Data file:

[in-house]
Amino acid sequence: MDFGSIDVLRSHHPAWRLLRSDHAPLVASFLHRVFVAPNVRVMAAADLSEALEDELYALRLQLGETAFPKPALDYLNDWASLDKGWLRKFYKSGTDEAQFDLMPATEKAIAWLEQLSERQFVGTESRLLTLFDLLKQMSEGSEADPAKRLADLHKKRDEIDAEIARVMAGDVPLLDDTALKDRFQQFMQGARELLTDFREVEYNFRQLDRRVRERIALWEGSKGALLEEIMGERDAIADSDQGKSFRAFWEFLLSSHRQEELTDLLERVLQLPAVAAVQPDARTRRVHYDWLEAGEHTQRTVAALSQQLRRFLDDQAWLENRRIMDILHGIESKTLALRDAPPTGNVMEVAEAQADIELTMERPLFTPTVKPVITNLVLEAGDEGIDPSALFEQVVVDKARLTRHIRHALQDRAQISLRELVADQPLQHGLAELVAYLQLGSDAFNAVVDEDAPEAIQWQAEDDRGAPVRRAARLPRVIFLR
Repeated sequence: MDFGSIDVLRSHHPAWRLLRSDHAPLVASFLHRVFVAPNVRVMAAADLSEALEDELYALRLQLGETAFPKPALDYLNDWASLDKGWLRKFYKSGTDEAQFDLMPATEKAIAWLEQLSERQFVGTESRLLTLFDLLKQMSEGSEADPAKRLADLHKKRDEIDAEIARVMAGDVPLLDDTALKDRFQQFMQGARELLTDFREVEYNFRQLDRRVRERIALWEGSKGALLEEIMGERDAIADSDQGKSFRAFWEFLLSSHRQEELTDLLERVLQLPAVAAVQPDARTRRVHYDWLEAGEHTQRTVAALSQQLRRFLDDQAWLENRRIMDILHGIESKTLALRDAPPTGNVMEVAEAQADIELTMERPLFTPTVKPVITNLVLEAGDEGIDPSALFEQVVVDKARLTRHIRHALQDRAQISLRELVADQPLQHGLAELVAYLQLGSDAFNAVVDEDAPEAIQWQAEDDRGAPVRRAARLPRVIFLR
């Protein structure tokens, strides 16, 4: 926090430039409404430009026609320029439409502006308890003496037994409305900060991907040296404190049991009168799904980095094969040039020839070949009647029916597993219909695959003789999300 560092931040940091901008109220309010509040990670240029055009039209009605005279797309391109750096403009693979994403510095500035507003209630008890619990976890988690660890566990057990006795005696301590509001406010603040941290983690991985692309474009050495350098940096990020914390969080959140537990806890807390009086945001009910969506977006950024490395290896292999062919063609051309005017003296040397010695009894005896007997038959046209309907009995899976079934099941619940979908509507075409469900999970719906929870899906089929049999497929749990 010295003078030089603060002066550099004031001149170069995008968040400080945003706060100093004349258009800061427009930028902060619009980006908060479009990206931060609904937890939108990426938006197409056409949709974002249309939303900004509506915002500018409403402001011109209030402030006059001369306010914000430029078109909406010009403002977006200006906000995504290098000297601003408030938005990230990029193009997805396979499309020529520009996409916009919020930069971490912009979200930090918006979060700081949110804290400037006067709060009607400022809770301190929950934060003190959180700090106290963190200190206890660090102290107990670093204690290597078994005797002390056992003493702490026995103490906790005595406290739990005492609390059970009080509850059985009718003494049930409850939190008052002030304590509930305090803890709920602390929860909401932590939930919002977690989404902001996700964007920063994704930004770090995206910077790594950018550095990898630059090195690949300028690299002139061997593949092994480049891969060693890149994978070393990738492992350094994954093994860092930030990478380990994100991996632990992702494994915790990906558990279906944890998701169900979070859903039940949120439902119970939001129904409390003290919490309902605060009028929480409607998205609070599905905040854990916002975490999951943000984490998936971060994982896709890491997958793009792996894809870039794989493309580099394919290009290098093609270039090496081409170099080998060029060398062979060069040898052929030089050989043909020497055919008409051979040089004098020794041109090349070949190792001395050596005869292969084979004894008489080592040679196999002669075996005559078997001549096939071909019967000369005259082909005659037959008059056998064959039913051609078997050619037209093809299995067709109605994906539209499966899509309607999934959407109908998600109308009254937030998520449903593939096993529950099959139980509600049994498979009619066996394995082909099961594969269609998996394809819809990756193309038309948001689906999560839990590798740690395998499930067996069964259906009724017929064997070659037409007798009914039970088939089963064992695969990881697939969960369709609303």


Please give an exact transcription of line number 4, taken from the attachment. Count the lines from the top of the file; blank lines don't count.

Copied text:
């Protein structure tokens, strides 16, 4: 926090430039409404430009026609320029439409502006308890003496037994409305900060991907040296404190049991009168799904980095094969040039020839070949009647029916597993219909695959003789999300 560092931040940091901008109220309010509040990670240029055009039209009605005279797309391109750096403009693979994403510095500035507003209630008890619990976890988690660890566990057990006795005696301590509001406010603040941290983690991985692309474009050495350098940096990020914390969080959140537990806890807390009086945001009910969506977006950024490395290896292999062919063609051309005017003296040397010695009894005896007997038959046209309907009995899976079934099941619940979908509507075409469900999970719906929870899906089929049999497929749990 010295003078030089603060002066550099004031001149170069995008968040400080945003706060100093004349258009800061427009930028902060619009980006908060479009990206931060609904937890939108990426938006197409056409949709974002249309939303900004509506915002500018409403402001011109209030402030006059001369306010914000430029078109909406010009403002977006200006906000995504290098000297601003408030938005990230990029193009997805396979499309020529520009996409916009919020930069971490912009979200930090918006979060700081949110804290400037006067709060009607400022809770301190929950934060003190959180700090106290963190200190206890660090102290107990670093204690290597078994005797002390056992003493702490026995103490906790005595406290739990005492609390059970009080509850059985009718003494049930409850939190008052002030304590509930305090803890709920602390929860909401932590939930919002977690989404902001996700964007920063994704930004770090995206910077790594950018550095990898630059090195690949300028690299002139061997593949092994480049891969060693890149994978070393990738492992350094994954093994860092930030990478380990994100991996632990992702494994915790990906558990279906944890998701169900979070859903039940949120439902119970939001129904409390003290919490309902605060009028929480409607998205609070599905905040854990916002975490999951943000984490998936971060994982896709890491997958793009792996894809870039794989493309580099394919290009290098093609270039090496081409170099080998060029060398062979060069040898052929030089050989043909020497055919008409051979040089004098020794041109090349070949190792001395050596005869292969084979004894008489080592040679196999002669075996005559078997001549096939071909019967000369005259082909005659037959008059056998064959039913051609078997050619037209093809299995067709109605994906539209499966899509309607999934959407109908998600109308009254937030998520449903593939096993529950099959139980509600049994498979009619066996394995082909099961594969269609998996394809819809990756193309038309948001689906999560839990590798740690395998499930067996069964259906009724017929064997070659037409007798009914039970088939089963064992695969990881697939969960369709609303």